By Michelle King

“Cheap Wine, Plastic Chairs” is a series that celebrates everyone’s favorite part of the author reading: the Q&A. This week, Matt Zoller Seitz sits down at The Strand with NY1’s Lisa Rosman and Richard Brody of The New Yorker to discuss his new book, The Wes Anderson Collection.

The critic and culture writer Matt Zoller Seitz met Wes Anderson in Dallas shortly after Anderson had graduated from the University of Texas’s film school. They remained in touch over the years, and now Seitz has paid tribute to his friend with The Wes Anderson Collection, an intimate look at the work of the acclaimed director. The stunning book includes interviews, exclusive photographs and a unique look at Anderson’s life and work.

Lisa Rosman: Why don't we start with the fact that Wes Anderson is not the type of person who would be here with you to promote this book?

Matt Zoller Seitz: No. [Laughs.] It took me a year just to get him to agree to talk to me for this book. Wes is very shy in a lot of ways. You know, he did the American Express commercial where he played Wes Anderson, but that’s a bit of a front. In reality, he's very socially awkward. When he goes out in public, he puts on the game face and acts like a guy who is very comfortable. But he didn't want to do this book. It took a year to convince him to do this book, and the reason was that he was uncomfortable with the idea of sitting and talking to someone who was doing an entire book about how interesting his films are.

Richard Brody: The style element of Wes has always been obvious, and there are people who see that style and don’t sense that it’s an intensely personal thing, that it’s not an amusement but very much his choice, his way of expressing himself.

LR: Well, one thing you get into in the book is that his sense of style is so closely related to him being a child of divorce. It’s as if he’s like, “This I can hang on to. This universe I can construct.”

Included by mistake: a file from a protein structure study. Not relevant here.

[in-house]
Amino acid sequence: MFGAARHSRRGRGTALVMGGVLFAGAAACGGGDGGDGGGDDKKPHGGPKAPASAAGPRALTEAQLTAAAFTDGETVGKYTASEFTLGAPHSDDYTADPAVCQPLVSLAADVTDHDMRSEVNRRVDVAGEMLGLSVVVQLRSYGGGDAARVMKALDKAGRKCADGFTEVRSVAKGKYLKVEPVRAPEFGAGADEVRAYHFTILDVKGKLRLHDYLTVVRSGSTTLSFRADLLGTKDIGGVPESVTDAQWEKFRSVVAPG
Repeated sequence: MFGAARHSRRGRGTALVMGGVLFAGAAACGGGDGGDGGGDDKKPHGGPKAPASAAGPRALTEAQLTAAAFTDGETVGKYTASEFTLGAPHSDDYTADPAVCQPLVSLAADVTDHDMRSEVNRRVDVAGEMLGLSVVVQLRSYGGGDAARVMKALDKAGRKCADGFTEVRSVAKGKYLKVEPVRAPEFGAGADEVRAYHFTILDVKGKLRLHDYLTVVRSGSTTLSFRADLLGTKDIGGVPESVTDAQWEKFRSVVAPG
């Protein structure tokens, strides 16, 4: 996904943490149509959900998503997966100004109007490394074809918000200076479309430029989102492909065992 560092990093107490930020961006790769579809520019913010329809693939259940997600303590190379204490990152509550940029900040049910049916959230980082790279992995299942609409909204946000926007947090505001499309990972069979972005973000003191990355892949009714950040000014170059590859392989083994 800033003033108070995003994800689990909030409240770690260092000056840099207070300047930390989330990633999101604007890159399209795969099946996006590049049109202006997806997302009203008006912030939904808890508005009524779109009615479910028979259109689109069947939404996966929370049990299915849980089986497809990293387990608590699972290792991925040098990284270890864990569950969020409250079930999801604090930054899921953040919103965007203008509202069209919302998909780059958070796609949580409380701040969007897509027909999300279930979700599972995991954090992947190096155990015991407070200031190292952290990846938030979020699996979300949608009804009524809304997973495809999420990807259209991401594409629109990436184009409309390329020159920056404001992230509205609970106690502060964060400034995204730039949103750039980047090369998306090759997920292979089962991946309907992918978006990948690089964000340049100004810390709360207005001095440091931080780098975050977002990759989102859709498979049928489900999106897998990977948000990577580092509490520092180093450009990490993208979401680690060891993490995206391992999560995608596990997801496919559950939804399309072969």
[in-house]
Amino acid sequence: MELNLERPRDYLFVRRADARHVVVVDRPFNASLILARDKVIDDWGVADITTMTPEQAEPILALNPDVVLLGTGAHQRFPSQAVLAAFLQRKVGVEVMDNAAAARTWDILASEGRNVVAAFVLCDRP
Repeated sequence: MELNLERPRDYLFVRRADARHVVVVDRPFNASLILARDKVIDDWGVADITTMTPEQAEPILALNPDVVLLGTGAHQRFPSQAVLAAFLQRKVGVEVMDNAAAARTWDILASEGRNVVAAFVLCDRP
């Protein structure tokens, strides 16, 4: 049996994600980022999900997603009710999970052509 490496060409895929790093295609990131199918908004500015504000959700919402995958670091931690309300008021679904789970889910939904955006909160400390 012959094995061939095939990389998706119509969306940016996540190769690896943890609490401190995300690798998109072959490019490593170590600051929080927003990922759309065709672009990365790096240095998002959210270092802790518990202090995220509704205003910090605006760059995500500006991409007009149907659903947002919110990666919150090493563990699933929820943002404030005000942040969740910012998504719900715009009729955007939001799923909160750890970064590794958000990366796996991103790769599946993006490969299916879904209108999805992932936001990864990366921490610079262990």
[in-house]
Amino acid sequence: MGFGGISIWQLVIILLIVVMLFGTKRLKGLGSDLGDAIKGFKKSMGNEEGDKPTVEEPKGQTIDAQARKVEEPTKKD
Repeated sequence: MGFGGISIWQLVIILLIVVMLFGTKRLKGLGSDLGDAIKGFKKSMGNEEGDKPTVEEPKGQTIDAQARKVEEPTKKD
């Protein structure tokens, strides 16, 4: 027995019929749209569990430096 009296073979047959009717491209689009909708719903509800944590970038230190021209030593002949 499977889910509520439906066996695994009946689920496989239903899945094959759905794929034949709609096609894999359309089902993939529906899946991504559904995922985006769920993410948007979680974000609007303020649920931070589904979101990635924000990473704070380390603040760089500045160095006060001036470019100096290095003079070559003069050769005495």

MZS: We talk about that a little bit in the book, and we’ve talked about it outside the context of the book, as well: this idea of people defining themselves with their stuff, and how, you know, the things you own, the things you buy, the way you groom yourself — anyone who writes fiction or makes fiction of any kind understands this. But it really becomes externalized in his movies. Royal Tenenbaums is the strongest example of this, I think. It’s hilarious and tragic the way many of these characters dress. Richie is still wearing his tennis headband like it’s his crown of thorns. It’s great.

LR: When you read the book, one of the funniest things is when you put your theories out there and it just says, “Anderson shrugs.” That being said, you were there: How does he feel about there being theories about his work? Does he himself have theories about his work?

MZS: He does, but he doesn’t want to think about it too much. He’s very aware of what he does. He’s very precise in what he does. He has a very clean style. The way he frames a shot, when he cuts, when he chooses to cut, when he chooses to zoom — all of that stuff. He has a very simple vocabulary. It’s like how Hemingway writes without adjectives. With Fantastic Mr. Fox, he could have done anything he wanted. It was animated! But it’s still a Wes Anderson movie. It shows Mr. Fox, and then it panes 90 degrees to Mrs. Fox. That’s the way his mind works. That’s the way his films are.

Michelle King  grew up in South Florida and now lives in Brooklyn. Her contributions have appeared on BULLETT, Refinery29, xoJane and The Huffington Post. Harriet M. Welsch is still her role model and probably always will be.

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